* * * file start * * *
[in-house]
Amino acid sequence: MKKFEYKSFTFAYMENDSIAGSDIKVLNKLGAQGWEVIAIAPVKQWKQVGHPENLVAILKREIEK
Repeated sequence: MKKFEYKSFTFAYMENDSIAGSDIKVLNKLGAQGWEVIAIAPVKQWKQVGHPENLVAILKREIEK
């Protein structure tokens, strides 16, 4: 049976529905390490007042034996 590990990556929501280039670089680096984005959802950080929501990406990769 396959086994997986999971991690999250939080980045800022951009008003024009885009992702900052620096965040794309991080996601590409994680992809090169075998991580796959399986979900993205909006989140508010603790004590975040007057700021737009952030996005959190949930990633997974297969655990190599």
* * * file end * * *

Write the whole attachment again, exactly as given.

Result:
[in-house]
Amino acid sequence: MKKFEYKSFTFAYMENDSIAGSDIKVLNKLGAQGWEVIAIAPVKQWKQVGHPENLVAILKREIEK
Repeated sequence: MKKFEYKSFTFAYMENDSIAGSDIKVLNKLGAQGWEVIAIAPVKQWKQVGHPENLVAILKREIEK
């Protein structure tokens, strides 16, 4: 049976529905390490007042034996 590990990556929501280039670089680096984005959802950080929501990406990769 396959086994997986999971991690999250939080980045800022951009008003024009885009992702900052620096965040794309991080996601590409994680992809090169075998991580796959399986979900993205909006989140508010603790004590975040007057700021737009952030996005959190949930990633997974297969655990190599």